A twist on that Tennessee fire department that let a house burn

National Review via Reason:

Until a few years ago, [Fulton's fire department] would not respond to any fires outside of the city limits which is to say, the city limited its jurisdiction to the city itself, and to city taxpayers. A reasonable position. Then, a few years ago, a fire broke out in a rural area that was not covered by the city fire department, and the city authorities felt bad about not being able to do anything to help. So they began to offer an opt-in service, for the very reasonable price of $75 a year. Which is to say: They greatly expanded the range of services they offer. The rural homeowners were, collectively, better off, rather than worse off. Before the opt-in program, they had no access to a fire department. Now they do.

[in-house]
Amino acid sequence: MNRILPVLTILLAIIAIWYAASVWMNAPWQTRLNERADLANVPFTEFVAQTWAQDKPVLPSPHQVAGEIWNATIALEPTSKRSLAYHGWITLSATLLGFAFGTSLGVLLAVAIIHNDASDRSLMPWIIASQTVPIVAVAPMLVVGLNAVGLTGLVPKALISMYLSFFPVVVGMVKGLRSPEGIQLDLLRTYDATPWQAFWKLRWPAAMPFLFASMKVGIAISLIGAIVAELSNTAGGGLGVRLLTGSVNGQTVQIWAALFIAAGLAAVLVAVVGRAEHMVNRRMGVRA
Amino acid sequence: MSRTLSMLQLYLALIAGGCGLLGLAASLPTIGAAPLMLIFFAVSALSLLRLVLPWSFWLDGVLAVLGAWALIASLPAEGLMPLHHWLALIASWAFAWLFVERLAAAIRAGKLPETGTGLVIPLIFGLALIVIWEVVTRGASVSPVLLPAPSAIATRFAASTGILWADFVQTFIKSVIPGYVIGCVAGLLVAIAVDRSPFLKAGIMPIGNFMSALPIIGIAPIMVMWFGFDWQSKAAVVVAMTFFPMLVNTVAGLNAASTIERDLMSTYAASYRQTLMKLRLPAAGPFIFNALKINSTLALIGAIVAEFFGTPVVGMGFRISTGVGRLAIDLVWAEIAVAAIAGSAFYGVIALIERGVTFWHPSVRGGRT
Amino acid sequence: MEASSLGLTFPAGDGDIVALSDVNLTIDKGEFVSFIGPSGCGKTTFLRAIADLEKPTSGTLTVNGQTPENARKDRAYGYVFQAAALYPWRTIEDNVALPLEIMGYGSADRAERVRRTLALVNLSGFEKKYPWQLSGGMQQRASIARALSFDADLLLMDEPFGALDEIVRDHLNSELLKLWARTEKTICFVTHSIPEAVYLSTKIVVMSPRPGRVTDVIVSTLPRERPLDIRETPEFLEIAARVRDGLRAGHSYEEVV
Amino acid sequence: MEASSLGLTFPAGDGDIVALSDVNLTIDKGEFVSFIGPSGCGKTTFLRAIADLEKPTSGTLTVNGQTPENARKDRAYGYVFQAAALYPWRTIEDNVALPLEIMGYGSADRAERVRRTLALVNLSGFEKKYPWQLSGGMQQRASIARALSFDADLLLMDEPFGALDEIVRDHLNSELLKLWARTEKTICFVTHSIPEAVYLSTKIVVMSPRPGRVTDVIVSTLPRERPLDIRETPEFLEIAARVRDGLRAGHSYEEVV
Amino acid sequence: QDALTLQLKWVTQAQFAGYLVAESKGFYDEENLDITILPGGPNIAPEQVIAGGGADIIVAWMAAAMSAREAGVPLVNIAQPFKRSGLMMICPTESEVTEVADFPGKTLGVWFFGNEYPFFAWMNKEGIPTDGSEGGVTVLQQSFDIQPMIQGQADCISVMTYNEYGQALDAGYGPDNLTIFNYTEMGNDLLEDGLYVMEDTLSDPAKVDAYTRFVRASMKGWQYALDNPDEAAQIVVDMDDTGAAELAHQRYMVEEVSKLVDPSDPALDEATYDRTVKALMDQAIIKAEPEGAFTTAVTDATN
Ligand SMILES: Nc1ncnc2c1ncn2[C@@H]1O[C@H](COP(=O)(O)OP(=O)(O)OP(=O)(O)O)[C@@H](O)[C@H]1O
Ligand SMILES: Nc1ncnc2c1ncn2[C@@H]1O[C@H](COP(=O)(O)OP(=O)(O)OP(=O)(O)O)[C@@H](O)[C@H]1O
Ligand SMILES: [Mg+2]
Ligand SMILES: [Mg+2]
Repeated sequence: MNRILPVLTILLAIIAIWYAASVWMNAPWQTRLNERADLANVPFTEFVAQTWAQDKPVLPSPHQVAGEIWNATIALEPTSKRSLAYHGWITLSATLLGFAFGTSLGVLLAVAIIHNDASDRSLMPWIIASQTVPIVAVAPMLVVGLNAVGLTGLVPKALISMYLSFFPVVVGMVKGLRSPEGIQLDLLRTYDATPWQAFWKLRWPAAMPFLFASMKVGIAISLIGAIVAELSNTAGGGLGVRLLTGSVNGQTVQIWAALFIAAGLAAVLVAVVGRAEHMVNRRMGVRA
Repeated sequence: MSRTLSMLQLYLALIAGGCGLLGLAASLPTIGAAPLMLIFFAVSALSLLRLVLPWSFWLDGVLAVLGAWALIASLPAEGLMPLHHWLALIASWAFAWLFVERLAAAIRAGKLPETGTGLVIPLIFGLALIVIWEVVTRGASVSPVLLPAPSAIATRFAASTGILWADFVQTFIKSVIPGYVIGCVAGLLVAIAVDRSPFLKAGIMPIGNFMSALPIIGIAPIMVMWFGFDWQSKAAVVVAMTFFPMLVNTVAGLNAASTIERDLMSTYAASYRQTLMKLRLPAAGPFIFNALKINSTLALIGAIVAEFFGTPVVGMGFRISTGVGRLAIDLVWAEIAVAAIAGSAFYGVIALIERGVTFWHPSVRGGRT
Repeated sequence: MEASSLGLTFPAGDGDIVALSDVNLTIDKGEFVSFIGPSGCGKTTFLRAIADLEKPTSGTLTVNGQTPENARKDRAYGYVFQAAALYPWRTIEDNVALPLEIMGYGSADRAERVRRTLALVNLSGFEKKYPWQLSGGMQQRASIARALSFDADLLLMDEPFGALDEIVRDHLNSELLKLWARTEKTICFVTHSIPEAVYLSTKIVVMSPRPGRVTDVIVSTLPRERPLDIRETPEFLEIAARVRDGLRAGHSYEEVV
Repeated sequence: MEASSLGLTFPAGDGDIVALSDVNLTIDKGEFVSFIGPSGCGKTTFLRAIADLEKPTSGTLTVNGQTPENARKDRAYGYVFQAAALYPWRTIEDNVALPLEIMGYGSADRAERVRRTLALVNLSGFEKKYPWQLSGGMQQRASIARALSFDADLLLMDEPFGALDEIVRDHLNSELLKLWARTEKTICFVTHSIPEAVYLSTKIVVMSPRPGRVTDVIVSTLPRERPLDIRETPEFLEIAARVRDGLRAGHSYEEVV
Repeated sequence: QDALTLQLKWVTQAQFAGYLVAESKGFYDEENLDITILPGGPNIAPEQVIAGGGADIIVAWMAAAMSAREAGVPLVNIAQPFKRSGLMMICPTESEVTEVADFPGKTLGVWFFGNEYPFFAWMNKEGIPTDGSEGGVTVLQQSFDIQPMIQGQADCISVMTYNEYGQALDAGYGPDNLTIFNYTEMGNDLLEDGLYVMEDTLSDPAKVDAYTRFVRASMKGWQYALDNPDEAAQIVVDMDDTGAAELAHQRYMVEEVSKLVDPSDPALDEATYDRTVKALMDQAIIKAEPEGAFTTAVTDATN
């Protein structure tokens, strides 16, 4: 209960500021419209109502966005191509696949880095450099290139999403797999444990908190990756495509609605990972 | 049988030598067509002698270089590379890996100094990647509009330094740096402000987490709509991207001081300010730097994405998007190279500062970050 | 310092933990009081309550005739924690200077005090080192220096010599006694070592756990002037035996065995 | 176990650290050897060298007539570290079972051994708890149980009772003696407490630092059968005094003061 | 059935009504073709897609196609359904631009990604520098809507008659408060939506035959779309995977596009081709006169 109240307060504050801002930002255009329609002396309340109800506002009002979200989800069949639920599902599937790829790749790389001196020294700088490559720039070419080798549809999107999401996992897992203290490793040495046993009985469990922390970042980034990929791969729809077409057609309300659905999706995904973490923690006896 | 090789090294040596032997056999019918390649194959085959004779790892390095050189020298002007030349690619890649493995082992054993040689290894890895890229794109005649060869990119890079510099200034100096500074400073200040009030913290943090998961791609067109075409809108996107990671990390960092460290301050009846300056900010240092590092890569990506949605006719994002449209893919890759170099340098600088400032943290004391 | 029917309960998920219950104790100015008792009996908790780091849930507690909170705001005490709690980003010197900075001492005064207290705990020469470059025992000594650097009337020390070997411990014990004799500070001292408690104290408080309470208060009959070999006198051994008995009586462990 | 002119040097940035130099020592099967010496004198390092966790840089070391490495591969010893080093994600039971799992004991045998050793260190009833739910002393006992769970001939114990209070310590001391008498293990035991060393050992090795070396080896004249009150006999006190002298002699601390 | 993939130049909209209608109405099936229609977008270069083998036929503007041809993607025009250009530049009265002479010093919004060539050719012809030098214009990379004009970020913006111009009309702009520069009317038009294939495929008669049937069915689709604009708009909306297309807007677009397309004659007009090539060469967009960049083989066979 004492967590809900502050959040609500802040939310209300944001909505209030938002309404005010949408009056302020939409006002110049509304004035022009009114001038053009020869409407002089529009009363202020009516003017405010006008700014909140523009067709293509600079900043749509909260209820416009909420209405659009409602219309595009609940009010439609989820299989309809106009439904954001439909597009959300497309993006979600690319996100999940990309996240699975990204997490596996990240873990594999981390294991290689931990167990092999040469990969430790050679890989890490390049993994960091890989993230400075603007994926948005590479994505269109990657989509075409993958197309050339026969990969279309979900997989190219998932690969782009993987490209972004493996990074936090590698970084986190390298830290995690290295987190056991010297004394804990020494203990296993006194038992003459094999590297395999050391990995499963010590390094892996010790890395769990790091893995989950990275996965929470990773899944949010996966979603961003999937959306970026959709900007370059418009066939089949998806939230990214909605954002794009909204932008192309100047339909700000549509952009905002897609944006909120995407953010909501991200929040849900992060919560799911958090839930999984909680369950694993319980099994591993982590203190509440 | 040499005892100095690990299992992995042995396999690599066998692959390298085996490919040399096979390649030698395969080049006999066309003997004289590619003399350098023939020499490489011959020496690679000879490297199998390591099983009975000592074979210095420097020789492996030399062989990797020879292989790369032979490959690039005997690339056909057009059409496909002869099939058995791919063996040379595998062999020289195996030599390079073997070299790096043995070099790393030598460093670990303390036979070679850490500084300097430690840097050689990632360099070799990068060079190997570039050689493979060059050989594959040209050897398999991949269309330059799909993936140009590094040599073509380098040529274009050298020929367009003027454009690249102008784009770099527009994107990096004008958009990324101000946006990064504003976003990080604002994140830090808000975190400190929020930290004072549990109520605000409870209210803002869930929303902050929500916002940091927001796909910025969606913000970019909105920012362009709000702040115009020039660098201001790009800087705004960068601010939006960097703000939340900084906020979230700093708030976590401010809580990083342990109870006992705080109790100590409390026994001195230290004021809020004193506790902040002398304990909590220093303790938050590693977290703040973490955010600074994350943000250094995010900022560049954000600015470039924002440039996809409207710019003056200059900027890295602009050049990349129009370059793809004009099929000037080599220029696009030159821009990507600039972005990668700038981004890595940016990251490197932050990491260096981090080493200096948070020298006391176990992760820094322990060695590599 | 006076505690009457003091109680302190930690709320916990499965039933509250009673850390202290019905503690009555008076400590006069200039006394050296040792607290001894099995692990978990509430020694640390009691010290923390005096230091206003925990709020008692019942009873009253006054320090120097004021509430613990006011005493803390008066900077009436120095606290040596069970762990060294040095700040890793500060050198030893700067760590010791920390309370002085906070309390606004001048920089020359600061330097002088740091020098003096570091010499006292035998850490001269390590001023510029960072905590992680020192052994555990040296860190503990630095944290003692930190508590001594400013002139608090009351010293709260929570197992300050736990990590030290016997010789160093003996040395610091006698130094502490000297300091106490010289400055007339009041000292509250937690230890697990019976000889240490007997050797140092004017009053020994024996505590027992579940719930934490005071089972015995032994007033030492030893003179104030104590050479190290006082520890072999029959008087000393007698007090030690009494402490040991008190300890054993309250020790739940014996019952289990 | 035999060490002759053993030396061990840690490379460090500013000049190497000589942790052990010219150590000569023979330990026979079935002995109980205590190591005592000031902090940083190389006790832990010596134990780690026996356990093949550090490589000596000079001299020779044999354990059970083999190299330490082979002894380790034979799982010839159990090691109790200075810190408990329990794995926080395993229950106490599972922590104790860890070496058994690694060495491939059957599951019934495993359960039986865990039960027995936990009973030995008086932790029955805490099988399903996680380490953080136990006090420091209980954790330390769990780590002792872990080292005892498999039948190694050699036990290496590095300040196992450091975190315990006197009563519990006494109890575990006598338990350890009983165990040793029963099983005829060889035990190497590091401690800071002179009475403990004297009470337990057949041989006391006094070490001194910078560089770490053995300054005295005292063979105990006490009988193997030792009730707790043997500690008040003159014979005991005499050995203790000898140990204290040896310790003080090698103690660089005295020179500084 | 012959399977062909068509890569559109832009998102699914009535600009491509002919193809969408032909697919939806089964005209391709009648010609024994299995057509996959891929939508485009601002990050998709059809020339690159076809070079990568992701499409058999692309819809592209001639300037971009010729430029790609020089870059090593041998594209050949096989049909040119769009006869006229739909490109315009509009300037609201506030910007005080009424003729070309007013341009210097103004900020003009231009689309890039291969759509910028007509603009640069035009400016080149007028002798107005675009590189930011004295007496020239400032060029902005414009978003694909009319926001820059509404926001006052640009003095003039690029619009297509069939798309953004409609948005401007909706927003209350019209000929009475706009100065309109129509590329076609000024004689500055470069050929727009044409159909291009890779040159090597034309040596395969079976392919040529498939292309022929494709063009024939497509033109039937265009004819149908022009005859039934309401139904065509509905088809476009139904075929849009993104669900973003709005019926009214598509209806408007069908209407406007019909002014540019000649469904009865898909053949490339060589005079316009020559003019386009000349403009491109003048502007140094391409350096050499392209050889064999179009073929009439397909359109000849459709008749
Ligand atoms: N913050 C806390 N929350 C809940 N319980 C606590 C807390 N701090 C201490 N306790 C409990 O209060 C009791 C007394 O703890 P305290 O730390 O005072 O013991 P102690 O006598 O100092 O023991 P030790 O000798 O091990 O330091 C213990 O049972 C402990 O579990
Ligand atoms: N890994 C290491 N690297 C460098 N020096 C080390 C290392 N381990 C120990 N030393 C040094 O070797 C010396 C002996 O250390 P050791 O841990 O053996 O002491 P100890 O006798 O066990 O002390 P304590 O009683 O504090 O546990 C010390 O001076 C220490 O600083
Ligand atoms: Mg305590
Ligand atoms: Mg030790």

And, for their trouble, the South Fulton fire department is being treated as though it has done something wrong, rather than having gone out of its way to make services available to people who did not have them before. The world is full of jerks, freeloaders, and ingrates and the problems they create for themselves are their own.

I live in Tennessee in the Blount County Fire Protection District. Fire department coverage here in the county is not automatic. I just paid my $110 annual fire subscription. If I don’t pay and the fire department gets two calls – one from a subscriber and one from a non-subscriber – they give preference to the subscriber. If they do fight a fire for a non-subscriber they bill $2,200 for the first two hours and $1,100/hour afterwards.

Paying the annual subscription makes good financial sense, but I don’t have a choice to not pay. My homeowners insurance policy is conditional on my paying for fire protection, and my mortgage is conditional on my having homeowners insurance.